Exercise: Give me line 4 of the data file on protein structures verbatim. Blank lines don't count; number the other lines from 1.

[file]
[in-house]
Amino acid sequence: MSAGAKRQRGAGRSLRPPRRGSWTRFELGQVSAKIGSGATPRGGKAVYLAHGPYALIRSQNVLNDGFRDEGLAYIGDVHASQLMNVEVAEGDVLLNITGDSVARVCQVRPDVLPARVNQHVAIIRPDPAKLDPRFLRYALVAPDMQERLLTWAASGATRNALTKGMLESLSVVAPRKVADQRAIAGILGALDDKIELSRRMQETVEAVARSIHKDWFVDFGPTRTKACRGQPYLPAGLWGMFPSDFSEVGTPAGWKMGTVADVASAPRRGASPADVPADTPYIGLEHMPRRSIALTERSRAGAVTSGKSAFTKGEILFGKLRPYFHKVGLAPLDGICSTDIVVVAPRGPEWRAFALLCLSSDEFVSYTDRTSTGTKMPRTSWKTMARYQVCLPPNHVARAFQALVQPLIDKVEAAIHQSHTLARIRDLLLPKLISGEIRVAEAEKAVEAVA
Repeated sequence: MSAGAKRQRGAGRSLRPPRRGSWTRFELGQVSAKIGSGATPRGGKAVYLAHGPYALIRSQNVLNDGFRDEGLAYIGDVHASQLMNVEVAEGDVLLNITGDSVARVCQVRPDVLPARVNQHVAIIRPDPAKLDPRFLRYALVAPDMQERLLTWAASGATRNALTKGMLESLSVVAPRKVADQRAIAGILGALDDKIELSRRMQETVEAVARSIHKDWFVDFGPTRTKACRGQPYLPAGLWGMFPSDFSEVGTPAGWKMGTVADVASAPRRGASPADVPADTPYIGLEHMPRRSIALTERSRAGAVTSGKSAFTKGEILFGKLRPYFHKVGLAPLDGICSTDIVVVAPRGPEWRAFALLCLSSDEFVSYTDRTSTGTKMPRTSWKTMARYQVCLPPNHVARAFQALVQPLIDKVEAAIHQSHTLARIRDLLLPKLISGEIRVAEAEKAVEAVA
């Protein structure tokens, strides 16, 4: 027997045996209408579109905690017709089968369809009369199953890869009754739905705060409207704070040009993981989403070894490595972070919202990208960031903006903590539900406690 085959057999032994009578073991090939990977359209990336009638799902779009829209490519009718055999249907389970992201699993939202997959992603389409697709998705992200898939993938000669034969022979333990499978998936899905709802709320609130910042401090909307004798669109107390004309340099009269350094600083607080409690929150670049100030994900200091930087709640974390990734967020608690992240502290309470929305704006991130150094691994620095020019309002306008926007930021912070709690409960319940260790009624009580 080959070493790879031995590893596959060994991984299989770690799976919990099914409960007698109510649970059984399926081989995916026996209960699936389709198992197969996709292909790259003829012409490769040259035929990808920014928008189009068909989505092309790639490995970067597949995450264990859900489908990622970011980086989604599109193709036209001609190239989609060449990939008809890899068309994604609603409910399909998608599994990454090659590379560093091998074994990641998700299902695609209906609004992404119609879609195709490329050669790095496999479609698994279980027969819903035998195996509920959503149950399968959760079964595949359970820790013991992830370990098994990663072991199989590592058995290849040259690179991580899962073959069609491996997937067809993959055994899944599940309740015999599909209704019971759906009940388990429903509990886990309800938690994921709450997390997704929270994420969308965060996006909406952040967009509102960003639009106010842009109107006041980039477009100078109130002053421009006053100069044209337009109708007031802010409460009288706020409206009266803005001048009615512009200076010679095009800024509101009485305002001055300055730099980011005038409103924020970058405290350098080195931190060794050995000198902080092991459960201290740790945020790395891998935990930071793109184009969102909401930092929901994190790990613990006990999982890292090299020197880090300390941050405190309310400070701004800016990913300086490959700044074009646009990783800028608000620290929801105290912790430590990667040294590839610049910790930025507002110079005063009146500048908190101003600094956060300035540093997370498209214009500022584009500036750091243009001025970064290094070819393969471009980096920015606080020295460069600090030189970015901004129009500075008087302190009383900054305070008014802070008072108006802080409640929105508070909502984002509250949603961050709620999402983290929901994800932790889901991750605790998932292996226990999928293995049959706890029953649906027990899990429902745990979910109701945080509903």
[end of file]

């Protein structure tokens, strides 16, 4: 027997045996209408579109905690017709089968369809009369199953890869009754739905705060409207704070040009993981989403070894490595972070919202990208960031903006903590539900406690 085959057999032994009578073991090939990977359209990336009638799902779009829209490519009718055999249907389970992201699993939202997959992603389409697709998705992200898939993938000669034969022979333990499978998936899905709802709320609130910042401090909307004798669109107390004309340099009269350094600083607080409690929150670049100030994900200091930087709640974390990734967020608690992240502290309470929305704006991130150094691994620095020019309002306008926007930021912070709690409960319940260790009624009580 080959070493790879031995590893596959060994991984299989770690799976919990099914409960007698109510649970059984399926081989995916026996209960699936389709198992197969996709292909790259003829012409490769040259035929990808920014928008189009068909989505092309790639490995970067597949995450264990859900489908990622970011980086989604599109193709036209001609190239989609060449990939008809890899068309994604609603409910399909998608599994990454090659590379560093091998074994990641998700299902695609209906609004992404119609879609195709490329050669790095496999479609698994279980027969819903035998195996509920959503149950399968959760079964595949359970820790013991992830370990098994990663072991199989590592058995290849040259690179991580899962073959069609491996997937067809993959055994899944599940309740015999599909209704019971759906009940388990429903509990886990309800938690994921709450997390997704929270994420969308965060996006909406952040967009509102960003639009106010842009109107006041980039477009100078109130002053421009006053100069044209337009109708007031802010409460009288706020409206009266803005001048009615512009200076010679095009800024509101009485305002001055300055730099980011005038409103924020970058405290350098080195931190060794050995000198902080092991459960201290740790945020790395891998935990930071793109184009969102909401930092929901994190790990613990006990999982890292090299020197880090300390941050405190309310400070701004800016990913300086490959700044074009646009990783800028608000620290929801105290912790430590990667040294590839610049910790930025507002110079005063009146500048908190101003600094956060300035540093997370498209214009500022584009500036750091243009001025970064290094070819393969471009980096920015606080020295460069600090030189970015901004129009500075008087302190009383900054305070008014802070008072108006802080409640929105508070909502984002509250949603961050709620999402983290929901994800932790889901991750605790998932292996226990999928293995049959706890029953649906027990899990429902745990979910109701945080509903």